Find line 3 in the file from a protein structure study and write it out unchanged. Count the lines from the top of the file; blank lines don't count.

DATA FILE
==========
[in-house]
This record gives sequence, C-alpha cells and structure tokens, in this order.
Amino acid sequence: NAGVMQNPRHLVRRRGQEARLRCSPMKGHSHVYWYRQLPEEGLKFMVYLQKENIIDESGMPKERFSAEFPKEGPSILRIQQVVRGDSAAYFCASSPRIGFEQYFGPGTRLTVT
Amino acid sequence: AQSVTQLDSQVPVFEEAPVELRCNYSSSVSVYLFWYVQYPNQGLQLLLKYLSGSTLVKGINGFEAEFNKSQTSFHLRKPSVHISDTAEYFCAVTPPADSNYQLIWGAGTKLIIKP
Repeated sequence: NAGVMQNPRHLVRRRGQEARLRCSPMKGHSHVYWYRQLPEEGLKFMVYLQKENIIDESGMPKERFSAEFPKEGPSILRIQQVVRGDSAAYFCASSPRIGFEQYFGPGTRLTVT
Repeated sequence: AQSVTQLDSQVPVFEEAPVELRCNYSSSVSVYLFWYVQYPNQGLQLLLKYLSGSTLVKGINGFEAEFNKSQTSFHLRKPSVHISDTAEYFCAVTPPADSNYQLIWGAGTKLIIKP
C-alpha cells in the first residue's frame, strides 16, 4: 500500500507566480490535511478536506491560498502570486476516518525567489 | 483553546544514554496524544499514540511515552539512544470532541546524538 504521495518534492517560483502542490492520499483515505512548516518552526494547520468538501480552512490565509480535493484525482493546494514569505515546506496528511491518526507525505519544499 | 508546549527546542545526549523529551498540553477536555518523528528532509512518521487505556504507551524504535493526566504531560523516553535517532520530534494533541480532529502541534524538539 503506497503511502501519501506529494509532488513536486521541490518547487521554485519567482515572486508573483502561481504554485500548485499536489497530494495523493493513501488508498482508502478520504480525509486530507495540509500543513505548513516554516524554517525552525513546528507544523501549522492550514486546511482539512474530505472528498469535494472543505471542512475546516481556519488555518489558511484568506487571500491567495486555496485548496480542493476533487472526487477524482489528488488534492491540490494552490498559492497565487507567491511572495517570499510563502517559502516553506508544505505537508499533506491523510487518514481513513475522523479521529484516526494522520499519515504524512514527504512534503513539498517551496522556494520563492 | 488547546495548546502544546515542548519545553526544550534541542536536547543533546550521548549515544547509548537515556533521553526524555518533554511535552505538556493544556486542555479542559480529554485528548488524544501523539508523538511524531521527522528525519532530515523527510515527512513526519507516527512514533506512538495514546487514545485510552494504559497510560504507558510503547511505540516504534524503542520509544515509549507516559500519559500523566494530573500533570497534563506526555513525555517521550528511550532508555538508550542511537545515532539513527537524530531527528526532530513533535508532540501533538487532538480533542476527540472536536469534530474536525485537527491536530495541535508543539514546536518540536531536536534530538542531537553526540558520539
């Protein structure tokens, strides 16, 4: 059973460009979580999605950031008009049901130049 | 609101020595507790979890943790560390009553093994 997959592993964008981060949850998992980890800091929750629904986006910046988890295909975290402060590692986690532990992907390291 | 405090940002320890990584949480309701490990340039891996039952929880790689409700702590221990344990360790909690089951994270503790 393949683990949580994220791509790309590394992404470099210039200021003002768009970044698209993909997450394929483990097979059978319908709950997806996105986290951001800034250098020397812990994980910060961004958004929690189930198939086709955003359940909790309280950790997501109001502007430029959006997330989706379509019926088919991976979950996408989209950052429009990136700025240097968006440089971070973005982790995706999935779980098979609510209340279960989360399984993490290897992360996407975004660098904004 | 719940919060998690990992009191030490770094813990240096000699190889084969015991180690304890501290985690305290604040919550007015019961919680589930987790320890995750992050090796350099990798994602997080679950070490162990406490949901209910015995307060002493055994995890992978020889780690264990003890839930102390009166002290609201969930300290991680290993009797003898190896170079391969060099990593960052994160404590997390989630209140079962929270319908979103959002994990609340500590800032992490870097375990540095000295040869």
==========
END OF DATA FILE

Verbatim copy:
Amino acid sequence: NAGVMQNPRHLVRRRGQEARLRCSPMKGHSHVYWYRQLPEEGLKFMVYLQKENIIDESGMPKERFSAEFPKEGPSILRIQQVVRGDSAAYFCASSPRIGFEQYFGPGTRLTVT